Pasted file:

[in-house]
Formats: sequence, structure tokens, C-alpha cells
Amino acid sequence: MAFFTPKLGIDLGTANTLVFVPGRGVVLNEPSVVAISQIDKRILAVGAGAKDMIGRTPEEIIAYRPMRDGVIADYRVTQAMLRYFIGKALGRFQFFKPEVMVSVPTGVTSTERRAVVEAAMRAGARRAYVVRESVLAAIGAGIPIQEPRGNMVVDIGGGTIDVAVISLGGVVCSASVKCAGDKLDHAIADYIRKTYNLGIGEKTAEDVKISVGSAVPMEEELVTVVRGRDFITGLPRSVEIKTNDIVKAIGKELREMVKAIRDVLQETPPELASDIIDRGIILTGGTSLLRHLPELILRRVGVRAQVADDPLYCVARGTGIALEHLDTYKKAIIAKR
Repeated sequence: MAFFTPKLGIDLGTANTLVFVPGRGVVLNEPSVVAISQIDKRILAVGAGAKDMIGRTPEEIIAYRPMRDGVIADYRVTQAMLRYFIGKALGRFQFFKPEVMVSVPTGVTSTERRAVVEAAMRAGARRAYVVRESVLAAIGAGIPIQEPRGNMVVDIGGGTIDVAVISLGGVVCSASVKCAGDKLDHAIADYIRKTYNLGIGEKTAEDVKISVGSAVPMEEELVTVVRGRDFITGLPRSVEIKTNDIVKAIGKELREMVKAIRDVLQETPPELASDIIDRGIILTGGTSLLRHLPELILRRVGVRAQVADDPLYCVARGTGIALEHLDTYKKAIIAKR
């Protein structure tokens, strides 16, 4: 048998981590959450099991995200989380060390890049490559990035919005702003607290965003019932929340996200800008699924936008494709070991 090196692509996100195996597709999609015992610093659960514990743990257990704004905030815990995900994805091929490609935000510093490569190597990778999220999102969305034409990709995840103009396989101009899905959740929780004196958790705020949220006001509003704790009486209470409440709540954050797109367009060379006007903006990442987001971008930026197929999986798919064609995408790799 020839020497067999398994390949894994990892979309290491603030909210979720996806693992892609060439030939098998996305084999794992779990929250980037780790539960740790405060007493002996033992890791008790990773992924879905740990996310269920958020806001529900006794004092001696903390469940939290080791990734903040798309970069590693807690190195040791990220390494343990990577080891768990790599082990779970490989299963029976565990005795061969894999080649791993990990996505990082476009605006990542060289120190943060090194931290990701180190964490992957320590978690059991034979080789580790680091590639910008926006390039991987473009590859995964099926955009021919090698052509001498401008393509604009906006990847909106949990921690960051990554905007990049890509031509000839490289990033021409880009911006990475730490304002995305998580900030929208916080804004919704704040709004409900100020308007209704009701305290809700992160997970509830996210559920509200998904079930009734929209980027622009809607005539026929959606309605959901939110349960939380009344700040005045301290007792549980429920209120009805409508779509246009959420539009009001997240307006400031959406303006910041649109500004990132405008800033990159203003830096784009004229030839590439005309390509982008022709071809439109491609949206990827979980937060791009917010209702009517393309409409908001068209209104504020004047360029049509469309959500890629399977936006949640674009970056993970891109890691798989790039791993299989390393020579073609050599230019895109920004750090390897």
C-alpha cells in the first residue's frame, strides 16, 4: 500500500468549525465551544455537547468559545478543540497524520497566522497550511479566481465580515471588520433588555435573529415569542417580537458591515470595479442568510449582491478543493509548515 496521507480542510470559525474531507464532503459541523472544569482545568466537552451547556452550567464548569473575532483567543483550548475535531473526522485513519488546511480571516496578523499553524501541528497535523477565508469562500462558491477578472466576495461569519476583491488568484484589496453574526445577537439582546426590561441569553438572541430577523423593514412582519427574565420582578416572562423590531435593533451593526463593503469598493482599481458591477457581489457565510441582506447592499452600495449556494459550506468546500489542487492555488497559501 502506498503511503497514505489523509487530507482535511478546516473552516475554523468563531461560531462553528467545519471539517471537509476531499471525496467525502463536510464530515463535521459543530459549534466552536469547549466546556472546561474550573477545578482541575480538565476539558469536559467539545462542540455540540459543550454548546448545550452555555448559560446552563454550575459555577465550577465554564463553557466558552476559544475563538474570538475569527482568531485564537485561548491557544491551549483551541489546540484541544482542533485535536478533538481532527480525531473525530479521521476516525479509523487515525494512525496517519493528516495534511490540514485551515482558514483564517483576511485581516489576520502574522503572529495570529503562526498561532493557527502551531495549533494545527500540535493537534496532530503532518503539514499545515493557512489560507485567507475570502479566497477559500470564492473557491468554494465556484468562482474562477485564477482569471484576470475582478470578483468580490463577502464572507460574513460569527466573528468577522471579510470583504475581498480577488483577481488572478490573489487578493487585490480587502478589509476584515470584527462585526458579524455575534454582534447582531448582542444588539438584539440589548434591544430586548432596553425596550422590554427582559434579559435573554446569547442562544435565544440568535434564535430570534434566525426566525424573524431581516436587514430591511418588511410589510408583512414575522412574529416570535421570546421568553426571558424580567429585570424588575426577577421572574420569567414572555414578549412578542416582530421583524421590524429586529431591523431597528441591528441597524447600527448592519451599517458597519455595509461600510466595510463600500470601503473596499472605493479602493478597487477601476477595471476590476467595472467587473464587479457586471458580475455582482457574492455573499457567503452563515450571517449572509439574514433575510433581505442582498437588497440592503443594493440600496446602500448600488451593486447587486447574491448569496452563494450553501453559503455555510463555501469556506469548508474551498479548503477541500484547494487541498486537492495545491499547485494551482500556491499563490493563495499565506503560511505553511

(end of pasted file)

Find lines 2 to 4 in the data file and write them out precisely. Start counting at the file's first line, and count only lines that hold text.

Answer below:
Formats: sequence, structure tokens, C-alpha cells
Amino acid sequence: MAFFTPKLGIDLGTANTLVFVPGRGVVLNEPSVVAISQIDKRILAVGAGAKDMIGRTPEEIIAYRPMRDGVIADYRVTQAMLRYFIGKALGRFQFFKPEVMVSVPTGVTSTERRAVVEAAMRAGARRAYVVRESVLAAIGAGIPIQEPRGNMVVDIGGGTIDVAVISLGGVVCSASVKCAGDKLDHAIADYIRKTYNLGIGEKTAEDVKISVGSAVPMEEELVTVVRGRDFITGLPRSVEIKTNDIVKAIGKELREMVKAIRDVLQETPPELASDIIDRGIILTGGTSLLRHLPELILRRVGVRAQVADDPLYCVARGTGIALEHLDTYKKAIIAKR
Repeated sequence: MAFFTPKLGIDLGTANTLVFVPGRGVVLNEPSVVAISQIDKRILAVGAGAKDMIGRTPEEIIAYRPMRDGVIADYRVTQAMLRYFIGKALGRFQFFKPEVMVSVPTGVTSTERRAVVEAAMRAGARRAYVVRESVLAAIGAGIPIQEPRGNMVVDIGGGTIDVAVISLGGVVCSASVKCAGDKLDHAIADYIRKTYNLGIGEKTAEDVKISVGSAVPMEEELVTVVRGRDFITGLPRSVEIKTNDIVKAIGKELREMVKAIRDVLQETPPELASDIIDRGIILTGGTSLLRHLPELILRRVGVRAQVADDPLYCVARGTGIALEHLDTYKKAIIAKR